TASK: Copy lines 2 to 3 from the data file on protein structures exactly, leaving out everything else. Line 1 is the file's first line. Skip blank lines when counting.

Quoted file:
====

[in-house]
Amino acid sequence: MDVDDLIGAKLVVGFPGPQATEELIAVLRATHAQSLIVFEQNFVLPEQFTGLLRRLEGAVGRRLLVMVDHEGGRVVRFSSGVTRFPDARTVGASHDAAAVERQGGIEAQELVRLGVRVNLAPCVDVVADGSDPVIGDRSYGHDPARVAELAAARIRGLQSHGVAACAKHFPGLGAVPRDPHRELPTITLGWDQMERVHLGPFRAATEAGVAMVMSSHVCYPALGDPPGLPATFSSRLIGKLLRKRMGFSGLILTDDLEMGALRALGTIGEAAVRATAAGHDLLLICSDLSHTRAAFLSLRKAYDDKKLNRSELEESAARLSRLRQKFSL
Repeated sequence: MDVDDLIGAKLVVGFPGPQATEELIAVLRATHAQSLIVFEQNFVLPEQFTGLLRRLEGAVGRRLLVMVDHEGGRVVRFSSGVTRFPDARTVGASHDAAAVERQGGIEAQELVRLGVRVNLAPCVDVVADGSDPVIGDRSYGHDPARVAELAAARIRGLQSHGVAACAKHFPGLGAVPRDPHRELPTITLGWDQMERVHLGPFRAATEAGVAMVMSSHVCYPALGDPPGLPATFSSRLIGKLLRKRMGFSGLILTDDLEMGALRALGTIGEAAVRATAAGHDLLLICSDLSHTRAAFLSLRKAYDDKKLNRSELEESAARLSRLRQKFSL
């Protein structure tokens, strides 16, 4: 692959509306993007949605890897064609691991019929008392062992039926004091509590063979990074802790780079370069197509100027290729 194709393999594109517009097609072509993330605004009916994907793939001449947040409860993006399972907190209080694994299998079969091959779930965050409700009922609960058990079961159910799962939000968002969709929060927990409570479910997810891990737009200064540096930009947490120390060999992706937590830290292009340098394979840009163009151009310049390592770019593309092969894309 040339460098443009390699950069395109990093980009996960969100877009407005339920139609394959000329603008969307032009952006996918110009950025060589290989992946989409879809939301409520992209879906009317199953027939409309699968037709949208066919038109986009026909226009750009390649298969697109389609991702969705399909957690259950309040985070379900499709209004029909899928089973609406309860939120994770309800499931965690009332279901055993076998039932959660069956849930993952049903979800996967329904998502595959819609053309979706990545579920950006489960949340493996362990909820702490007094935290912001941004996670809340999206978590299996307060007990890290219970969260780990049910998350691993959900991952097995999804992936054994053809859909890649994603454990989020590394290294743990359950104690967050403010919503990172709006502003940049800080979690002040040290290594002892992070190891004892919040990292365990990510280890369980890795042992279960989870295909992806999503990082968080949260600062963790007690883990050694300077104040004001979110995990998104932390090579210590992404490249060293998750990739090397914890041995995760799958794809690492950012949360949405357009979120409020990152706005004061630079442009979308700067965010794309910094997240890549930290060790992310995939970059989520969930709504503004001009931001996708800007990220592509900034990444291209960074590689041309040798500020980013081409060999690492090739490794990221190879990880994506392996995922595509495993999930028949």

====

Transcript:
Amino acid sequence: MDVDDLIGAKLVVGFPGPQATEELIAVLRATHAQSLIVFEQNFVLPEQFTGLLRRLEGAVGRRLLVMVDHEGGRVVRFSSGVTRFPDARTVGASHDAAAVERQGGIEAQELVRLGVRVNLAPCVDVVADGSDPVIGDRSYGHDPARVAELAAARIRGLQSHGVAACAKHFPGLGAVPRDPHRELPTITLGWDQMERVHLGPFRAATEAGVAMVMSSHVCYPALGDPPGLPATFSSRLIGKLLRKRMGFSGLILTDDLEMGALRALGTIGEAAVRATAAGHDLLLICSDLSHTRAAFLSLRKAYDDKKLNRSELEESAARLSRLRQKFSL
Repeated sequence: MDVDDLIGAKLVVGFPGPQATEELIAVLRATHAQSLIVFEQNFVLPEQFTGLLRRLEGAVGRRLLVMVDHEGGRVVRFSSGVTRFPDARTVGASHDAAAVERQGGIEAQELVRLGVRVNLAPCVDVVADGSDPVIGDRSYGHDPARVAELAAARIRGLQSHGVAACAKHFPGLGAVPRDPHRELPTITLGWDQMERVHLGPFRAATEAGVAMVMSSHVCYPALGDPPGLPATFSSRLIGKLLRKRMGFSGLILTDDLEMGALRALGTIGEAAVRATAAGHDLLLICSDLSHTRAAFLSLRKAYDDKKLNRSELEESAARLSRLRQKFSL